Theatrical release poster
Directed byDon Bluth
Screenplay byDavid N. Weiss
Story by
Based onChantecler
by Edmond Rostand
Produced by
  • Don Bluth
  • Gary Goldman
  • John Pomeroy
Narrated byPhil Harris
CinematographyRobert Paynter
Edited by
  • Lisa Dorney
  • Dan Molina
  • Fiona Trayler
Music byRobert Folk
Distributed by
Release date
  • 2 August 1991 (1991-08-02) (United Kingdom)
  • 23 August 1991 (1991-08-23) (Ireland)
  • 3 April 1992 (1992-04-03) (United States)
Running time
74 minutes
  • Ireland
  • United Kingdom
  • United States
Budget$18 million
Box office$11.6 million[1]

Rock-a-Doodle is a 1991 live-action/animated musical comedy film produced by Sullivan Bluth Studios and Goldcrest Films.[2] Loosely based on Edmond Rostand's 1910 comedy play Chantecler,[3] Rock-a-Doodle was directed by Don Bluth and written by David N. Weiss. The film features the voices of Glen Campbell, Christopher Plummer, Phil Harris (in his final film role before his retirement from acting, and his death in 1995), Charles Nelson Reilly, Sorrell Booke, Sandy Duncan, Eddie Deezen, Ellen Greene, and Toby Scott Ganger (in his film debut). The film was released in the United Kingdom on 2 August 1991 and in the United States and Canada on 3 April 1992.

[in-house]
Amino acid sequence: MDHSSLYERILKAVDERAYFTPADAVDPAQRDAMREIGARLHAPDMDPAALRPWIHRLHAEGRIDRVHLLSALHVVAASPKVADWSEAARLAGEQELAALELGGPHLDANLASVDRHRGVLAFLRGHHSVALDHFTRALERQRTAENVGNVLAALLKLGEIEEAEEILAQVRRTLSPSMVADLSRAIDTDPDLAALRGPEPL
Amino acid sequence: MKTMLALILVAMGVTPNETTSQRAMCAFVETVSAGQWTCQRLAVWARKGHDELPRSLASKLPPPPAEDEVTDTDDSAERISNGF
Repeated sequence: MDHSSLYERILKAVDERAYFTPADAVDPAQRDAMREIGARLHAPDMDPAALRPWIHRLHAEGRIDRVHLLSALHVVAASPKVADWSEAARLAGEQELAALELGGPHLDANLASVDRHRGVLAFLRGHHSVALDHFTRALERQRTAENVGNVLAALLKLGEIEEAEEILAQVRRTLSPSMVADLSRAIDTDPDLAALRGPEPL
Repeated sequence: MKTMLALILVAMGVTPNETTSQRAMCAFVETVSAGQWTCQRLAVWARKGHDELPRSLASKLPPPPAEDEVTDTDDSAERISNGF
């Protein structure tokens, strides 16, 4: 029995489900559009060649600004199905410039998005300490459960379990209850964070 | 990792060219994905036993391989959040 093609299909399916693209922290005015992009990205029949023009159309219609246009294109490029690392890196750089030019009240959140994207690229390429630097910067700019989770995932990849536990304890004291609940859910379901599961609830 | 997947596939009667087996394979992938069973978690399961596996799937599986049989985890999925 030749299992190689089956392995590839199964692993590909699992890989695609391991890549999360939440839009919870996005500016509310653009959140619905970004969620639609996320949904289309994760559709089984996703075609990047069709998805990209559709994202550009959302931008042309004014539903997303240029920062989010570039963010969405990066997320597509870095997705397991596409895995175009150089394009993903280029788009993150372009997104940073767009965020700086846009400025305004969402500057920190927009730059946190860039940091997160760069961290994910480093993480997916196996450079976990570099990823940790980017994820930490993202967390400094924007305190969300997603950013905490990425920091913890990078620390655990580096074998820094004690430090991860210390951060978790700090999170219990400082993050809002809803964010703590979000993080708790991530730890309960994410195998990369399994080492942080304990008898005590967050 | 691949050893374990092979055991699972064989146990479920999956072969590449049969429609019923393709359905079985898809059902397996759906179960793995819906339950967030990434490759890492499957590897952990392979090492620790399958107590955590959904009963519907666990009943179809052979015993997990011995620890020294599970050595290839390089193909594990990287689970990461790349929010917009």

The film tells the story of an anthropomorphic rooster named Chanticleer, who lives on a farm and crows every morning to raise the sun. However, he leaves his farm to become a rock star in the city after being tricked by the Grand Duke of Owls, whose kind hates sunshine, into thinking that his crow does not actually raise the sun. Without Chanticleer, rain continues to pour non-stop, causing a massive flood all over the country. The Duke and his henchmen take over in the darkness, and plan to eat all of the barnyard animals. Chanticleer's friends from the farm, along with Edmond, a young 6-year-old human boy who was transformed into a kitten by the Duke, take off on a mission to get Chanticleer to bring back the sun and save the country before it is too late.

  1. ^ Cite error: The named reference bomojo was invoked but never defined (see the help page).
  2. ^ Lenburg, Jeff (1999). The Encyclopedia of Animated Cartoons. Checkmark Books. pp. 201–202. ISBN 0-8160-3831-7. Retrieved 6 June 2020.
  3. ^ Gritten, David (6 April 1992). "Rock-a-Doodle's Bluth Is Crowing Animatedly". The Los Angeles Times. Retrieved 21 October 2015.

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